All 1,400 copies of the three-volume Commission of Inquiry report have sold out at €10 each.
But those who sought to buy it at the Government Publications Office this week were told it was out of print. The Department of Justice is refusing to print any more copies so it can now only be obtained online.
"If people are actually walking in and asking to buy a copy and it was unavailable, then the Government should print more copies," he said.
Mr Madden said it was very heartening that there was such a demand for the so-called Murphy Report.
"Most people don't read government reports, they rely on the media's representation of them, so the idea so many people are trying to buy it is very welcome. A lot of people would have a personal interest because they are affected either directly or indirectly," he said.
Independent Wicklow TD Joe Behan said the situation was "shocking".
"I think it's an outrage because obviously there's still quite substantial interest in the report. But particularly to say to people 'go and get it online' -- is not good enough," he said.
Mr Behan said he understood dozens of people had been turned away this week, and many were very annoyed and even "livid".
"You can't expect people to download it and print it off themselves at home, it runs to 700 pages. It was done in our name and this was to be a public report."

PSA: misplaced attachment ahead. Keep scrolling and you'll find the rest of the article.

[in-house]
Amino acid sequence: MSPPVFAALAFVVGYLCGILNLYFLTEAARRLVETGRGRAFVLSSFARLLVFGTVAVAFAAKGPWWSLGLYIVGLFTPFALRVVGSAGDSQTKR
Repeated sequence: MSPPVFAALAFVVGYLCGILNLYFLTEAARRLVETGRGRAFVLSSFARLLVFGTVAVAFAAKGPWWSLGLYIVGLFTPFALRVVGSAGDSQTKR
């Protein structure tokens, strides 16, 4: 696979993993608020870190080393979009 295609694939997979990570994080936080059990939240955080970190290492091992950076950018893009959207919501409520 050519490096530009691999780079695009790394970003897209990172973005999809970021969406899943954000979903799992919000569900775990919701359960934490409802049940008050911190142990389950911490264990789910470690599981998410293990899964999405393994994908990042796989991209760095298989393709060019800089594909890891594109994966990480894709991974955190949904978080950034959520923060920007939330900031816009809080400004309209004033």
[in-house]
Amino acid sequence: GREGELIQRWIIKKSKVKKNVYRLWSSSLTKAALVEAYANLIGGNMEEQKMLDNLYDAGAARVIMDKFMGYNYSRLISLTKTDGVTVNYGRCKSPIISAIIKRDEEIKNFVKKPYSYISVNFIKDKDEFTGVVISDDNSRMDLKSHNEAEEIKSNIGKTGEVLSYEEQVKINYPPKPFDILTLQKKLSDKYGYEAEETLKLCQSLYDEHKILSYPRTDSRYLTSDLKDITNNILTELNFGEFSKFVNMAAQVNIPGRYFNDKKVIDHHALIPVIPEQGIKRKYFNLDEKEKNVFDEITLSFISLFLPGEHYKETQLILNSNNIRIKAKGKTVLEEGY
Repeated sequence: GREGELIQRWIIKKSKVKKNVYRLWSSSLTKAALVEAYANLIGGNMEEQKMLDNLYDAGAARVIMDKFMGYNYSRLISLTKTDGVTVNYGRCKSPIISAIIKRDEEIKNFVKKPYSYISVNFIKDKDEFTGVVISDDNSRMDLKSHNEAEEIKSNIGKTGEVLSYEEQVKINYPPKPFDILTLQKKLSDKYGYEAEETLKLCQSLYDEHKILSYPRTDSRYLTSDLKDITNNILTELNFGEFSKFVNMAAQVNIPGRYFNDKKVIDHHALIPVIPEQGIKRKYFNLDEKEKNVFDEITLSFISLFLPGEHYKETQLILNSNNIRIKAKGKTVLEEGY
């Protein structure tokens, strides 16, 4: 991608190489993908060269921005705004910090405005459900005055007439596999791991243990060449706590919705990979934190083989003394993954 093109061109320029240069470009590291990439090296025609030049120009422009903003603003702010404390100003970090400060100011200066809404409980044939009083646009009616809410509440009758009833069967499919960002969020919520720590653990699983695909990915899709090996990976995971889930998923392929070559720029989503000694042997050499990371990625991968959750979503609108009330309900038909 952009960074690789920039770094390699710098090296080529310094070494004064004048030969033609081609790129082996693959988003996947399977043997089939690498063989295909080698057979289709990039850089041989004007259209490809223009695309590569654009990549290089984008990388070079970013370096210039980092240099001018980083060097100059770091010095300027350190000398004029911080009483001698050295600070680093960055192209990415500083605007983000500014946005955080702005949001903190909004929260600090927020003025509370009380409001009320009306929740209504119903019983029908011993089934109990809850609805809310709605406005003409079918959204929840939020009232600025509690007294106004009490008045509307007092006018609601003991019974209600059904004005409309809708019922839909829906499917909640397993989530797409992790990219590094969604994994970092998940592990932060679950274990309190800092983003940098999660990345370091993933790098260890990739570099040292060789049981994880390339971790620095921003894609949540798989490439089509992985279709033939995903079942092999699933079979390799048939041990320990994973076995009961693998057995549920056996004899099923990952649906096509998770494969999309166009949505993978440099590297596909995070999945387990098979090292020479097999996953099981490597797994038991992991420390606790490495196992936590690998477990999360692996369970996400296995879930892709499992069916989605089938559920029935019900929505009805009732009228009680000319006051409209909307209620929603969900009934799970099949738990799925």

Mr Behan said he had submitted a parliamentary question to Justice Minister Dermot Ahern asking him why no more copies of the report were being printed.
"Given all the talk there has been about how the Murphy report was such a success in the past few days, the public who want to read it are now being told it is sold out and out of print. I'm calling on the minister to reverse the decision and immediately order a reprint," he said.
However, the Department of Justice said in a statement: "The department considers this represents a reasonable number of copies, in view of the fact that the report is available on the websites of the department and the Commission of Investigation, and copies are available in public libraries."
But the Department of Justice said the question of printing further copies was "under review".
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